I was born September 9, 1927 in a house (1075 60th Street) in Brooklyn, New York, delivered by an old Italian lady who was an amateur mid wife. My poor mother! I was 9 lbs! No hospital. In a feather bed. We lived in a 3 family apartment house owned by my Grand Father who spoke little English but tried. If we got on his nerves, he used to say, "Go uppa stairs!" I remember a big party when he got his citizen papers. I used to help him study for his test. When he went before the judge, he said, "I'ma no speka Inglish too good but I study hard. I hopa you maka me a citizen." The judge said, "Nuncha worry, Nunzio, I'ma gonna passa you." Judges haven't changed much.
In my early years we lived on 58th street in Brooklyn between 11th and 12th Avenues. There were few cars then. I remember the peddlers all had horse and wagons. One used to come by yelling, "Hey bannano," another, "Aschallola (escarole) frisca (fresh)... another, "Fresh fish." We loved it when the ice man came in the summer. We would all stand around expectantly as he chipped the ice blocks with his ice pick. The chips would fly and we would scramble for them. It was our ice cream. My parents did not have a refrigerator. We had an ice box in the summer. I remember the ice would melt and drip into a pan underneath. It had to emptied periodically. In the winter we had a large metal window box about the size of an air conditioner. My Mom would keep butter, milk and eggs in it.. There was no ice purchased in the winter. We were not poor. This was common. The milk man had a horse and wagon. The horse knew his route and would walk ahead of him to the next house as he delivered. He would leave the milk in a little box outside our door. There were no school buses. I walked several blocks to PS 105 from when I started kindergarten to the 6th grade. When I graduated I went to Pershing Junior high which was 13 blocks away. Three of them were avenue blocks. My children don't believe me when I tell them I walked barefoot through the snow to get there. All of this is true except perhaps the barefoot part.
When I was about 13 we moved to the Marine Park section of Brooklyn. 2049 Brown Street. A one family home. The Mondellos were proud home owners. My Mother's family were furious with my Father because he took her miles away to the "country" where they would never see us again. It was in fact pretty undeveloped and remote at the time. There were potato farms just a block away. It was a bus and train trip to visit my grandmas. We had no car, but we did it every Sunday. There the family would gather with Aunts and Uncles and cousins for the traditional all day meal. There was a lot of food and home-made wine and singing and talking and playing. And lots of love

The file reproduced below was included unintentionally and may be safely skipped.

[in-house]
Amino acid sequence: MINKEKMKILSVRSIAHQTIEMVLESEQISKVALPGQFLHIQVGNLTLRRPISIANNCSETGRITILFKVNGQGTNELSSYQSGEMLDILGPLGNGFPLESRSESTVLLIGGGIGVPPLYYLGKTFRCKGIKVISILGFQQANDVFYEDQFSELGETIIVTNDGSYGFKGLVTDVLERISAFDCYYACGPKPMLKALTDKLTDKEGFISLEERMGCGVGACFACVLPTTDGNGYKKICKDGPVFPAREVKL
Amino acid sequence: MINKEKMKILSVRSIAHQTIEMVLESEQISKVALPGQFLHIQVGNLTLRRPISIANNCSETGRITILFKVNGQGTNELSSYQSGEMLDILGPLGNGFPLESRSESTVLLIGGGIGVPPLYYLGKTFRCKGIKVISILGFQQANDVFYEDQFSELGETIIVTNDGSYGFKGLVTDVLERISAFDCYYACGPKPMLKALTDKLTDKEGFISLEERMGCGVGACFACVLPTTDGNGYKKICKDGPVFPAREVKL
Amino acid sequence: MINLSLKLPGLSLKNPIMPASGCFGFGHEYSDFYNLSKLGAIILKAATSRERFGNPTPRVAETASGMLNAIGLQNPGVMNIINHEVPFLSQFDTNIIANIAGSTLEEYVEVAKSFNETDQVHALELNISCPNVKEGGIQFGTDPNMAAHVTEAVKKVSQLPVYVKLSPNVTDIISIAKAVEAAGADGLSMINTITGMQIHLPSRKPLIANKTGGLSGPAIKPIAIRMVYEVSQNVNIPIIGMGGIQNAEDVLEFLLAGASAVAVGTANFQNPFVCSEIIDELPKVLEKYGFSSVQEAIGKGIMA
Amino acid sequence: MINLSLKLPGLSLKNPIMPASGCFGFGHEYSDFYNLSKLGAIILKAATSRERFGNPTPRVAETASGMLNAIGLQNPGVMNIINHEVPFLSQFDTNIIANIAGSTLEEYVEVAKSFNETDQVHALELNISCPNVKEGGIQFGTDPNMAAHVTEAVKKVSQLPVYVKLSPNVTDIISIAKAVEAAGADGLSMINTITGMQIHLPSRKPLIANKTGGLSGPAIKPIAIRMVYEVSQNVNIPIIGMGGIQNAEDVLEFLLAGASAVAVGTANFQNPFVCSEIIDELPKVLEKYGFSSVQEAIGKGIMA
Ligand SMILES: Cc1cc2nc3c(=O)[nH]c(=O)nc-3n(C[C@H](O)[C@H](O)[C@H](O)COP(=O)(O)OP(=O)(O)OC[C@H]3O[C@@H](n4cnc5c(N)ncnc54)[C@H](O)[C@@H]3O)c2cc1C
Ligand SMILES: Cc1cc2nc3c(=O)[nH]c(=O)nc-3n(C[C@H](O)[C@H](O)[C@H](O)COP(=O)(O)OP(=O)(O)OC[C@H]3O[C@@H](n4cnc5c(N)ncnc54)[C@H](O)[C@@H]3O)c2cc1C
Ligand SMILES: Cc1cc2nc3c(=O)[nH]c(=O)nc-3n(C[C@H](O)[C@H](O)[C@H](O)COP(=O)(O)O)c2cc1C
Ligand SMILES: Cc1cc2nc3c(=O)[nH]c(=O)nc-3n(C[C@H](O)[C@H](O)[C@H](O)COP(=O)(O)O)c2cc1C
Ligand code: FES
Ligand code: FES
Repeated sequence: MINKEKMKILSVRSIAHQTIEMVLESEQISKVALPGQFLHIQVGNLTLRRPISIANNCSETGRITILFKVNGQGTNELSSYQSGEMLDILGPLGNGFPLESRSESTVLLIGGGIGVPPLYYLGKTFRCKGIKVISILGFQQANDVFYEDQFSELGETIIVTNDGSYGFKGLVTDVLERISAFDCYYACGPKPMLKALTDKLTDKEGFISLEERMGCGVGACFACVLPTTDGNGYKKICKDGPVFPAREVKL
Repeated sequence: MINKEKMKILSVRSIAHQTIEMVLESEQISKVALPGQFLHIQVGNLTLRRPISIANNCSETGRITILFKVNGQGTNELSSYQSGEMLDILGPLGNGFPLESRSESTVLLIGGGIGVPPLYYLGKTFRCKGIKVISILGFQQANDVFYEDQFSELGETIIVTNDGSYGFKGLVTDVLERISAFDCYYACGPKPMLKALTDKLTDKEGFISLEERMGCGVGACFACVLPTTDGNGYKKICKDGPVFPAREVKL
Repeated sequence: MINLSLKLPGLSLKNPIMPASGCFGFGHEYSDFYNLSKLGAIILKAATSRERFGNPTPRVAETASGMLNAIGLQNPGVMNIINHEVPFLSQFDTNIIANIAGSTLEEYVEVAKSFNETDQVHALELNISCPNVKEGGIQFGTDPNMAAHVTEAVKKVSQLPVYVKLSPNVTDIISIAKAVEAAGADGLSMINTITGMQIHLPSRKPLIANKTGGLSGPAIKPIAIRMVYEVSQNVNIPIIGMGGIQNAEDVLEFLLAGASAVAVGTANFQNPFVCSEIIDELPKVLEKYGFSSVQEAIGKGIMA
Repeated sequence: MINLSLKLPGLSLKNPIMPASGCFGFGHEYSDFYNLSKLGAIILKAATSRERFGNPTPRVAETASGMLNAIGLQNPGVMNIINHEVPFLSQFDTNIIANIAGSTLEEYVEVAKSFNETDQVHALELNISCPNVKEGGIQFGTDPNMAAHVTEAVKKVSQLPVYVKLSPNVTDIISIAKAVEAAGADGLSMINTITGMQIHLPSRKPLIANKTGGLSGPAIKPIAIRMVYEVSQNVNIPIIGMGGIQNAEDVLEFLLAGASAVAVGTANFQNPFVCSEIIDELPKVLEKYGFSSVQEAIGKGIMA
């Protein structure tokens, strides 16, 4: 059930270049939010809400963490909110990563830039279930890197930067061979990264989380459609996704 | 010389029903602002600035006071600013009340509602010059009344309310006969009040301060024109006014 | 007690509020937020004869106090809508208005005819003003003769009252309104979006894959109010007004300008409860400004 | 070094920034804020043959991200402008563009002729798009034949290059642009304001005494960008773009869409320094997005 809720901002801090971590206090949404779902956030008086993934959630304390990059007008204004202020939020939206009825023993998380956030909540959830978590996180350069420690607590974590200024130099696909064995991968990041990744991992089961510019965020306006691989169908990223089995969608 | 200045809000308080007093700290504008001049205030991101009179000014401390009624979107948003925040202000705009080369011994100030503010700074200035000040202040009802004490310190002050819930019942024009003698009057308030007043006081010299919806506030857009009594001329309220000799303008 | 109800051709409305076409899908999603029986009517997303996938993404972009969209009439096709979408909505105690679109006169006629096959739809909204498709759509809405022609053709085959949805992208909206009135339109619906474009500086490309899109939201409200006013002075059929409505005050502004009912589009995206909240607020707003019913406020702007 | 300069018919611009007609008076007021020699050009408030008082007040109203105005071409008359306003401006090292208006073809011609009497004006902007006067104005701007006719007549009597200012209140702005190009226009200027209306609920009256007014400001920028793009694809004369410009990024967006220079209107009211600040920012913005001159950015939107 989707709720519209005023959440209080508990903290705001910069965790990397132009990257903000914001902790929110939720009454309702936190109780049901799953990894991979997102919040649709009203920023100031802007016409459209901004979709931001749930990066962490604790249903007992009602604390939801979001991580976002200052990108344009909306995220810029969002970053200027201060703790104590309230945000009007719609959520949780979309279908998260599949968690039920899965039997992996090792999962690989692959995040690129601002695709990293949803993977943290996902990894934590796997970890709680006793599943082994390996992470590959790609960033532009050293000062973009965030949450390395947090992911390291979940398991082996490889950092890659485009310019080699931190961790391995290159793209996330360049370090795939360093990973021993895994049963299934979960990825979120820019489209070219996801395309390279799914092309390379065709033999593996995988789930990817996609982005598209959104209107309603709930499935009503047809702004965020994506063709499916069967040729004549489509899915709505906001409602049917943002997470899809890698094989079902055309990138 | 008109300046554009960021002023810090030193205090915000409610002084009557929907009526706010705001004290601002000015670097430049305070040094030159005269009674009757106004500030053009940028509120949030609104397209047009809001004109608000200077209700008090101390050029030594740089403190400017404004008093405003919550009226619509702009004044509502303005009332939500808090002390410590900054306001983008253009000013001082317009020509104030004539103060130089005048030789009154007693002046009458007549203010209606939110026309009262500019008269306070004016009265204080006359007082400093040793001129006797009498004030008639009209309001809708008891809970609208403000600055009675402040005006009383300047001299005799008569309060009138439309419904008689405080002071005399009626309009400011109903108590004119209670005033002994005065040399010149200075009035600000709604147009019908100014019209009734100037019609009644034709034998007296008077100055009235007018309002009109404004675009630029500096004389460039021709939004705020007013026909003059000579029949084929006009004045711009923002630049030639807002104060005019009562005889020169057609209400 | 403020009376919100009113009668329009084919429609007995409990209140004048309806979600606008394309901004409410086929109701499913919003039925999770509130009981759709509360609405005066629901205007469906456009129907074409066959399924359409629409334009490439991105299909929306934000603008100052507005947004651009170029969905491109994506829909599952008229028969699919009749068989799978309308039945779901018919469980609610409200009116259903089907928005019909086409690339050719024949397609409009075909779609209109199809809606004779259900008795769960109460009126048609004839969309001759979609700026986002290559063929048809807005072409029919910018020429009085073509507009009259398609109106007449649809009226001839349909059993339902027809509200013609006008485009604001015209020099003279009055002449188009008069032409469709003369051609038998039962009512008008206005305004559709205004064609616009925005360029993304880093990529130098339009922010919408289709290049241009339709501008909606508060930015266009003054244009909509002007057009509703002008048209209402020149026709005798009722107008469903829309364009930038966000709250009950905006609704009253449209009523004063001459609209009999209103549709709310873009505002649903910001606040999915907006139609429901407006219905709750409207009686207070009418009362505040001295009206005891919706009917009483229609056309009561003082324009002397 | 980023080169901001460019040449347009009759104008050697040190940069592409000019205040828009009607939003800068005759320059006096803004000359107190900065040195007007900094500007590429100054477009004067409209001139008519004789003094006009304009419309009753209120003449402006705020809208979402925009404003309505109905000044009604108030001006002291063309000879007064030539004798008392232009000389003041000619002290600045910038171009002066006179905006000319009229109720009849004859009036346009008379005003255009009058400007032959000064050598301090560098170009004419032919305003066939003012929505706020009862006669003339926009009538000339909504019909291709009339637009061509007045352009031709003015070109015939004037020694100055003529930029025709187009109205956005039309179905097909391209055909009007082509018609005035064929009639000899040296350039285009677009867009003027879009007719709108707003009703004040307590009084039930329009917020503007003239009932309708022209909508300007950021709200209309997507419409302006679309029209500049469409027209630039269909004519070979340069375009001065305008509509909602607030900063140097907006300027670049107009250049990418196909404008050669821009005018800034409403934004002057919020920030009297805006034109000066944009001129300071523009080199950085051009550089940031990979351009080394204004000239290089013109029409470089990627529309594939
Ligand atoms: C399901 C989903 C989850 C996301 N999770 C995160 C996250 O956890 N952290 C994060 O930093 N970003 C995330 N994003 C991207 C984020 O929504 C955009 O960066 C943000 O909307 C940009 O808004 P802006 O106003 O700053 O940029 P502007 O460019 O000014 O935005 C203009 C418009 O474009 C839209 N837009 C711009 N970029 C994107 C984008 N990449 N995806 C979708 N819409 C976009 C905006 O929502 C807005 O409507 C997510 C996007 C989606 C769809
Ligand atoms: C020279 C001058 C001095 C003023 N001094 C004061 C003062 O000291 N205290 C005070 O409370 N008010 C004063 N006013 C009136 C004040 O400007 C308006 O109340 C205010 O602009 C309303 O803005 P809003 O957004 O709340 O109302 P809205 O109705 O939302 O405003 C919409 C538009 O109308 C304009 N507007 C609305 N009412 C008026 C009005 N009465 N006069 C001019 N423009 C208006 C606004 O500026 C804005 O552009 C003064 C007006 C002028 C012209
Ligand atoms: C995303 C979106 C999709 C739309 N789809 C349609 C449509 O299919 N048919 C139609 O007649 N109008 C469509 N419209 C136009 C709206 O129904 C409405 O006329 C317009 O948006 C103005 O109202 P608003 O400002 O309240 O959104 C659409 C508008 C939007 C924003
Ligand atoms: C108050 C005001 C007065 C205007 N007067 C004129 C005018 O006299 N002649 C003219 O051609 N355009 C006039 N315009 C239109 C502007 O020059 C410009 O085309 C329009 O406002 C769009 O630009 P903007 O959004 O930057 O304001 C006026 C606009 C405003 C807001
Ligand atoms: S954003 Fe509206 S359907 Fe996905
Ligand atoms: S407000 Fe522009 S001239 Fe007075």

We had no telephone, no TV, no computers, only a small radio. But strangely enough we were happy.
Two blocks away from our house on Nostrand Avenue there were trolley cars running. They didn't go very fast so we used to hitch a ride on the back. When we finally got a phone it was a party line. Then we graduated to a dial phone and my Dad bought a car! A brand new 1941 Chevy for $800 dollars. We were rich!
When I was 15, I worked in a one man butcher shop after school. I delivered orders on a bike and helped out in the store. I learned a valuable lesson there that I pass on to aspiring business men. One Saturday, we had finally closed and I was exhausted. Saturday was a long day and it meant cleaning out the cases when the store closed, scraping the butcher blocks, putting down fresh sawdust etc. We were just about to leave when the phone rang. It was Mrs so and so calling. She forgot to include bacon in her order. Would my boss please have the boy deliver some. She needed it for Sunday breakfast. Well my mouth went a mile a minute...."Is she nuts." I told my boss. "No way". "Carl" he said, patiently, "Butcher boys are a dime a dozen. I need every customer I can get. Either you deliver the bacon or don't come in on Monday." Well I wanted the job so I reluctantly agreed. P.S. He drove me in his car and I got a good tip. Moral of the story. Every customer is important if you want to stay in business.
I graduated from grammar school went to James Madison High School, World War 2 was raging. No butter, no tires, no gas, no sugar, no coffee. Almost every house had a little flag with a star indicating that the family living there had someone in the service. Unfortunately some had gold stars which meant the service man or woman had been killed. My Father was an air raid warden and voluntarily patrolled the streets at night to make sure every one had their lights out.
Then my time came. I was the bright old age of seventeen and I eagerly enlisted in the Navy. Wouldn't you know the day I was called up to active duty, August 11th, 1945, the Japs surrendered (It was the atomic bomb and me I guess) the war was over. After serving my tour I was discharged returned to Brooklyn, went to college, got married, and here I am living and working in Kingston, NY. I have to tell you that even though I love the Hudson Valley. It's a great place to live. Unlike Tony Bennett, I left my heart in Brooklyn and it will always be there.